and disperse, immediately ready to recombine for a new pulse.
Under this logic, the effects of the
Zapatista social netwar were multiple. For the EZLN, the network gave it legitimacy and the possibility
to resist the Mexican government.
In a broader framework, the idea of a ‘Zapatista social netwar
contributed to sharpening international perceptions of crisis and instability in Mexico, at the same
time that it was affecting the predominance of the Mexican national state in key areas.
Ronfeldt et al pointed out that this netwar was something alien and new for the Mexican
government. The government therefore had to learn how to combat it, despite the fact that it
considered the Zapatista network only a “threat” and not a real “challenge”.
The new governmental
actions involved the army and the NGOs, the latter being perceived as “the bracketing forces” of the
network. In that perspective, the army was part of centralised state power, while the NGOs were part
of the emerging anti-hierarchical power. From that logic, the actions of persecution or repression
against national and international NGO activists formed part of a well-studied and well-planned
governmental counterattack against the Zapatista social netwar. Such an outlook also justified the
“constitutionally-sustained” deportation of foreigners with tourist visas (that do not permit any form
of political participation) who came for the Zapatista Intergalactic Encounter of 1996 and participated
in the installation of
Zapatista autonomous municipalities. Ronfeldt et al mention the creation of
“special visas” for international observers as a loophole to allow foreign participation in human rights
and electoral certification issues.
These visa politics implied a total control by the government of all
foreigners who entered the country and allowed it to effectively restrict their observation to certain
processes, at a time when human rights violations occurred in many more areas than the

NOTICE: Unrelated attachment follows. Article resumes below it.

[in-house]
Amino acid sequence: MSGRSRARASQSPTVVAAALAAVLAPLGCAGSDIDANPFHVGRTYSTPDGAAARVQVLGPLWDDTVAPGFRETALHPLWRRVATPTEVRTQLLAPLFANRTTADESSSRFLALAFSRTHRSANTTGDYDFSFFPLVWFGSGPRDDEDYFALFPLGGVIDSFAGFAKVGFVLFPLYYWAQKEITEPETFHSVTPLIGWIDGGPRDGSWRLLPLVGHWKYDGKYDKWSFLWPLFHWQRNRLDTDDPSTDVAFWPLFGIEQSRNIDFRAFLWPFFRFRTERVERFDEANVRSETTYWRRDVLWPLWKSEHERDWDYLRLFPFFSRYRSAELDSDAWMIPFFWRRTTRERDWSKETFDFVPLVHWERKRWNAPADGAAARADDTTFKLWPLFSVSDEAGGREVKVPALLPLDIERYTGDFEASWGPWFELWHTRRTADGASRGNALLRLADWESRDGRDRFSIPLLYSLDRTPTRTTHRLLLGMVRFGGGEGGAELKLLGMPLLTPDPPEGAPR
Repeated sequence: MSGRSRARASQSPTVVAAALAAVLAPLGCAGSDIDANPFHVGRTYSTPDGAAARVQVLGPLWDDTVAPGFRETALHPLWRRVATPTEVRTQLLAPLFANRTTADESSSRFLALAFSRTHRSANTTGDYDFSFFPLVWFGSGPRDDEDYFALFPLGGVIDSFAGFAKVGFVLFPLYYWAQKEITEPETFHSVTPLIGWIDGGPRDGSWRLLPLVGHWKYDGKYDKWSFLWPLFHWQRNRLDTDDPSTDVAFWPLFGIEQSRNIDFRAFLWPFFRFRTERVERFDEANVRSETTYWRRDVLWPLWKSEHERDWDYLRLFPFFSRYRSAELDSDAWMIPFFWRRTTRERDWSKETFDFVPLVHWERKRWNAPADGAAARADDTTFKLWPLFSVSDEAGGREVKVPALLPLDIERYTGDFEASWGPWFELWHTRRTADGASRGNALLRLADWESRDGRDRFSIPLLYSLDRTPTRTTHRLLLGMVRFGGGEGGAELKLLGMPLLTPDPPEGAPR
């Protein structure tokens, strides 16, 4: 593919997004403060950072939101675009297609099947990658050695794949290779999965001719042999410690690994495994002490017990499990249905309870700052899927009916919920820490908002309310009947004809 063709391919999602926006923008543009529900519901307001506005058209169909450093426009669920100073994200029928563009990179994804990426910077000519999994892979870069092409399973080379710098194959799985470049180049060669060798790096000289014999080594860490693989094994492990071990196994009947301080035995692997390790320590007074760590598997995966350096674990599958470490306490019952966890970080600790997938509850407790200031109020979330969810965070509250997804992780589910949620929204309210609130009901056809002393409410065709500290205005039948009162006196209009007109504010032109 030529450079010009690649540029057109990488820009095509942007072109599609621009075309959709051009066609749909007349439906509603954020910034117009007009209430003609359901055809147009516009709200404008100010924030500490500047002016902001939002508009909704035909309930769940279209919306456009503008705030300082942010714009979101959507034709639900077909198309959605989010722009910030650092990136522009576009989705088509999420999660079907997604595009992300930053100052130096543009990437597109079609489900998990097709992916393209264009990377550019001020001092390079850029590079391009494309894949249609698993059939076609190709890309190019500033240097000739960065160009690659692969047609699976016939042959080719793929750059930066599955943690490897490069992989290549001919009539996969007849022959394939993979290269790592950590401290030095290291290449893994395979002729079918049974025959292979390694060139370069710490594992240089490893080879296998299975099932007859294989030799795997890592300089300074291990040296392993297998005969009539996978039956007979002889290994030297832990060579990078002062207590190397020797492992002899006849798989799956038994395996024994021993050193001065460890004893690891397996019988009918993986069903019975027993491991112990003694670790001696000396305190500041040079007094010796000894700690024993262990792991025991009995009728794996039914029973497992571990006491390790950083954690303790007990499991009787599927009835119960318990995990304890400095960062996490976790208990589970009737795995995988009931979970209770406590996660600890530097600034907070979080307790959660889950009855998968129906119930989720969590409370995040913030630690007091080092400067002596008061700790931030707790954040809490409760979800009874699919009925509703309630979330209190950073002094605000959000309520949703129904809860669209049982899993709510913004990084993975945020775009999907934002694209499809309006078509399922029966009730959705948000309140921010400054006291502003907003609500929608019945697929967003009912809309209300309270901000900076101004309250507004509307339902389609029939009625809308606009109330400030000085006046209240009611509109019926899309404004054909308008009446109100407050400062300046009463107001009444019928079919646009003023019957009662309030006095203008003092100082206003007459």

government’s legal observation permits allowed to monitor. In Ronfeldt et al’s political-military vision
that was precisely what the Mexican government should have done. Of course, in the interpretation
of these authors there is no room for consideration of the human rights abuses that were denounced
by several local NGOs, relating to the way in which many of the “deportations” (of those sympathising
) were carried out. In many cases these were arbitrary expulsions and human rights
The Mexican army realised that it needed to remake its public image and its relationship with
the mass media. The army undertook psychological warfare, sky shooting, and leafleting out of
helicopters, while also tightening its relations with the United States army in terms of weapons
exchange, training, and advisory services.
The most exemplary case of this exchange was Mexico’s
Airborne Special Forces Groups (GAFEs), trained in the United States to carry out counternarcotics
operations. These forces then “also gained counterinsurgency, antiterrorist and other internal security
roles” in accordance with the counter-netwar policies.
Two years later these new tasks were denounced in an investigation undertaken by Global
Exchange, CIEPAC, and CENCOS.
According to their report, between 1996 and 1999 Chiapas had
the highest concentration of GAFEs and was host to the “first Rapid Intervention Force (FIR) formed
in the country”. As indicated by their data, by late 1999 30 per cent of the Mexican armed forces
were stationed in Chiapas.
Just a few months prior to the publication of their report, 45 indigenous
persons, primarily women and children from the
Las Abejas
civil society organisation, were gunned
down by paramilitary forces in the Acteal massacre.
Ronfeldt et al emphasised that the Mexican army “eagerly wanted to crush the rebellion
forcefully” but had to readjust itself to the new situation and respond to the network with a counter-
netwar policy. They even asserted that the Mexican government was advised to abandon heavy-
handed counterinsurgency methods. However, they conceded that in the case of the Chiapas conflict